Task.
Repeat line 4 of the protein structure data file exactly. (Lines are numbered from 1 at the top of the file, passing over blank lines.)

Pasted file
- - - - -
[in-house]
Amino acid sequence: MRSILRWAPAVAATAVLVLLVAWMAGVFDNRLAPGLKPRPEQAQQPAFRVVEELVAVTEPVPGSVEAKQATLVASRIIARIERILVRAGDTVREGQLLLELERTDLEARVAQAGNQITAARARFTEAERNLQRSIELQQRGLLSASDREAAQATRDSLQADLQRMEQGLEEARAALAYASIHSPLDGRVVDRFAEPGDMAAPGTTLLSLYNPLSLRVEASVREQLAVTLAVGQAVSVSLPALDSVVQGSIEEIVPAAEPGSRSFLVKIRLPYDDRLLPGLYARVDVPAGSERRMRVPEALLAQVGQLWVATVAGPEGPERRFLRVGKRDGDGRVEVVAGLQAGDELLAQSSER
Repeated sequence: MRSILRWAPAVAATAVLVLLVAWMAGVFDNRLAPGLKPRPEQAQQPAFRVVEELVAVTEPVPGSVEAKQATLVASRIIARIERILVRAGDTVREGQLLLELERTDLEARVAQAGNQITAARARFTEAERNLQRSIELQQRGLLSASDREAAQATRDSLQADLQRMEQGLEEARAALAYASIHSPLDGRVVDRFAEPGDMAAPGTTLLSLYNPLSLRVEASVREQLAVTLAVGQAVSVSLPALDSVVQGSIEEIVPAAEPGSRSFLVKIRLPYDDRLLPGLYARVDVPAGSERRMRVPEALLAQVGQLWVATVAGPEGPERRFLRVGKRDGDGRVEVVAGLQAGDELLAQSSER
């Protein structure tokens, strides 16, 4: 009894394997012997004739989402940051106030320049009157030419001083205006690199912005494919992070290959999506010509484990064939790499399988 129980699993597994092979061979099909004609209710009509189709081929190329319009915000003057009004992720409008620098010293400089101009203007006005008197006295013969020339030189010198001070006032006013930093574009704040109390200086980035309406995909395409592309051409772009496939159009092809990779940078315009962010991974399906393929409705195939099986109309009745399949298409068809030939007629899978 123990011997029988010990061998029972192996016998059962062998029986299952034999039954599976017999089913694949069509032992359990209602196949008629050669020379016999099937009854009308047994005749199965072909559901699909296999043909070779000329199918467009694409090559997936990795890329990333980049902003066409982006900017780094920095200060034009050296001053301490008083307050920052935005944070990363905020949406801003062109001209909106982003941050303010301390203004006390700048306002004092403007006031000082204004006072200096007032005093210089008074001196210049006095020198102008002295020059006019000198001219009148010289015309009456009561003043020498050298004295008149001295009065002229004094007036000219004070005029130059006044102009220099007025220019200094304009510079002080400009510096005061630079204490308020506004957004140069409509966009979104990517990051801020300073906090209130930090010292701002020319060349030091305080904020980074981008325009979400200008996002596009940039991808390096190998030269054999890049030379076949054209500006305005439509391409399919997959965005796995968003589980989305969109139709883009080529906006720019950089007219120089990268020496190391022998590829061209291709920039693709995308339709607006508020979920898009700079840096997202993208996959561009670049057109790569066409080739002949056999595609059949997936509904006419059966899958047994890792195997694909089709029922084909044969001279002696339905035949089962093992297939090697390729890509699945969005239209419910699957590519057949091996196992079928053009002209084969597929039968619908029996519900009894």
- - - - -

């Protein structure tokens, strides 16, 4: 009894394997012997004739989402940051106030320049009157030419001083205006690199912005494919992070290959999506010509484990064939790499399988 129980699993597994092979061979099909004609209710009509189709081929190329319009915000003057009004992720409008620098010293400089101009203007006005008197006295013969020339030189010198001070006032006013930093574009704040109390200086980035309406995909395409592309051409772009496939159009092809990779940078315009962010991974399906393929409705195939099986109309009745399949298409068809030939007629899978 123990011997029988010990061998029972192996016998059962062998029986299952034999039954599976017999089913694949069509032992359990209602196949008629050669020379016999099937009854009308047994005749199965072909559901699909296999043909070779000329199918467009694409090559997936990795890329990333980049902003066409982006900017780094920095200060034009050296001053301490008083307050920052935005944070990363905020949406801003062109001209909106982003941050303010301390203004006390700048306002004092403007006031000082204004006072200096007032005093210089008074001196210049006095020198102008002295020059006019000198001219009148010289015309009456009561003043020498050298004295008149001295009065002229004094007036000219004070005029130059006044102009220099007025220019200094304009510079002080400009510096005061630079204490308020506004957004140069409509966009979104990517990051801020300073906090209130930090010292701002020319060349030091305080904020980074981008325009979400200008996002596009940039991808390096190998030269054999890049030379076949054209500006305005439509391409399919997959965005796995968003589980989305969109139709883009080529906006720019950089007219120089990268020496190391022998590829061209291709920039693709995308339709607006508020979920898009700079840096997202993208996959561009670049057109790569066409080739002949056999595609059949997936509904006419059966899958047994890792195997694909089709029922084909044969001279002696339905035949089962093992297939090697390729890509699945969005239209419910699957590519057949091996196992079928053009002209084969597929039968619908029996519900009894």